How Global Trade Affects the Dow

The stock market is looking muted this morning following Census Bureau release showing a narrower-than-expected trade deficit in April. Although the monthly deficit widened slightly from March, the overall trend has been downward over the past year and a half or so. Comments from various Fed speakers today are expected to send the markets oscillating, but as of 10:55 a.m. EDT, the Dow Jones Industrials sit at breakeven, with the broader market benchmarks marginally higher.

But many investors don't understand just how trade figures affect the Dow and its components. One of the largest factors sending the trade deficit lower in recent years has been the re-emergence of stronger U.S. domestic energy-production as unconventional sources of crude and natural gas have led to sharp declines in imports. In fact, refining companies have turned to exporting some energy products to other countries in order to take advantage of price disparities in the international markets. Although Dow energy giants ExxonMobil and Chevron haven't seen the explosive growth that smaller players in shale-gas plays around the country have experienced, the vertically integrated oil companies have nevertheless benefited from domestic production increases, which have contributed to greater profits in their refining and marketing divisions.

More broadly, trade deficit figures often reflect currency fluctuations, and changing foreign-exchange rates also have a huge impact on the Dow's 30 components. Although a few of the Dow's members do most of their business in the U.S., most of them are large multinationals with a big presence abroad. What's been somewhat surprising is that even as the dollar has strengthened in recent months, making it more difficult for U.S. exporters to compete, the trade deficit hasn't responded by reversing course and moving higher.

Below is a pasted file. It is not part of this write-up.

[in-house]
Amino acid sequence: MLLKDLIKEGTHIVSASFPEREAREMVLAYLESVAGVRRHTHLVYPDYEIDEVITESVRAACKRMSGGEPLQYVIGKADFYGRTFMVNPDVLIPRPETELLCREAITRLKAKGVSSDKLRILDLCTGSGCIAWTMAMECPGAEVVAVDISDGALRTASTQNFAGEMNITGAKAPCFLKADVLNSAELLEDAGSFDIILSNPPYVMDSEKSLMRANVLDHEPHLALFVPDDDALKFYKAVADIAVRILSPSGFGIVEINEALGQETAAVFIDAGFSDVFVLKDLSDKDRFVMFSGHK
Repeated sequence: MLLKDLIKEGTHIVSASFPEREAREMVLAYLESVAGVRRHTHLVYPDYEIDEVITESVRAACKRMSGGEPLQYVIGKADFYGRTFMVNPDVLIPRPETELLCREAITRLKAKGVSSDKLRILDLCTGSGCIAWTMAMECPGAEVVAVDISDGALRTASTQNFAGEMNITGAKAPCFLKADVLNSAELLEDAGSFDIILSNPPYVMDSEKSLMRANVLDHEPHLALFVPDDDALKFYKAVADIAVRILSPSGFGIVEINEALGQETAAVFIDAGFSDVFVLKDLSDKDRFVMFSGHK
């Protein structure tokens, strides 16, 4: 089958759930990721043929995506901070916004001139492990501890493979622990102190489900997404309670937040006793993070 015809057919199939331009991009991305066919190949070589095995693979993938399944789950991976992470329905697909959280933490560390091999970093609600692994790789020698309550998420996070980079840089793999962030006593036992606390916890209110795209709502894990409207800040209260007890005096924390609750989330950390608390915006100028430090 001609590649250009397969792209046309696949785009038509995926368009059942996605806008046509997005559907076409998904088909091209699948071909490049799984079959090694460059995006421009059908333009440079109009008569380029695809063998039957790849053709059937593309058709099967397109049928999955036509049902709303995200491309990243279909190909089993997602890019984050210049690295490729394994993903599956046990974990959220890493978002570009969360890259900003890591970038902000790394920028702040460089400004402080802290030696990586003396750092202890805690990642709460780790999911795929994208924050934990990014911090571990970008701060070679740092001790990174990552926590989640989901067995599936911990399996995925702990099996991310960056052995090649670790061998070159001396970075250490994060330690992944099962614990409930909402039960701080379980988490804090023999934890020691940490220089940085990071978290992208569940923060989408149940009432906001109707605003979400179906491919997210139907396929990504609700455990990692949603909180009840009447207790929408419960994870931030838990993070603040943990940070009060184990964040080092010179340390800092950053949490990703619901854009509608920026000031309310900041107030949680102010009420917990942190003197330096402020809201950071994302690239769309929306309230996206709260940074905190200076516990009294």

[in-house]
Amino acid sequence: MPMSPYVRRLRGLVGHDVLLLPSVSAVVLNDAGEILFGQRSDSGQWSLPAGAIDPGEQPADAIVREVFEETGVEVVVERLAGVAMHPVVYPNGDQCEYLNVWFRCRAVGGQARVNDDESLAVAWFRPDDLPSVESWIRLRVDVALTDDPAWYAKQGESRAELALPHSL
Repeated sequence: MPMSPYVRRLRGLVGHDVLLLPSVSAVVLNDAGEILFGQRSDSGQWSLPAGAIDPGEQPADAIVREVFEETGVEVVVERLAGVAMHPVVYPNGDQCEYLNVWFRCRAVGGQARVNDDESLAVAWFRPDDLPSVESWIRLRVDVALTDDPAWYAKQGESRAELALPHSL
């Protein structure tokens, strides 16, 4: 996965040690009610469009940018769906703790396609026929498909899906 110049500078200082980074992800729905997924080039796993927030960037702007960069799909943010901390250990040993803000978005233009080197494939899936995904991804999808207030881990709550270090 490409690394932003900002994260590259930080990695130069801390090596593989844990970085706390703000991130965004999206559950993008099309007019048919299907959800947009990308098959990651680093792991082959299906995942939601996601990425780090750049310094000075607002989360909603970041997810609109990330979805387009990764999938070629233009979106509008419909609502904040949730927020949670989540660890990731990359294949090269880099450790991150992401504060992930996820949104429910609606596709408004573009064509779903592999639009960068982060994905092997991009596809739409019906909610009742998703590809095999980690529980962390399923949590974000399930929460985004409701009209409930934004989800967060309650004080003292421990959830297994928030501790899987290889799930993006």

Nevertheless, you can expect to see the impact of the strong dollar in earnings reports from many Dow components for the second quarter starting next month. McDonald's and Procter & Gamble have both shown a lot of sensitivity to currency fluctuations in the past. McDonald's has increasingly relied on its global business reach, getting more than two-thirds of its revenue outside U.S. borders. For its part, P&G gets 65% of its sales from its international division, and earlier this year it took a hit when Venezuela devalued its currency, showing how a rising dollar can hurt the consumer giant.

Keeping an eye on trade figures is important, especially for Dow components with big operations overseas. If current economic tensions among major trade partners ever escalate to more serious problems, then it could have a huge impact on the Dow and the entire stock market.

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Fool contributor Dan Caplinger has no position in any stocks mentioned. You can follow him on Twitter @DanCaplinger. The Motley Fool recommends Chevron, McDonald's, and Procter & Gamble. The Motley Fool owns shares of McDonald's. Try any of our Foolish newsletter services free for 30 days. We Fools may not all hold the same opinions, but we all believe that considering a diverse range of insights makes us better investors. The Motley Fool has a disclosure policy.

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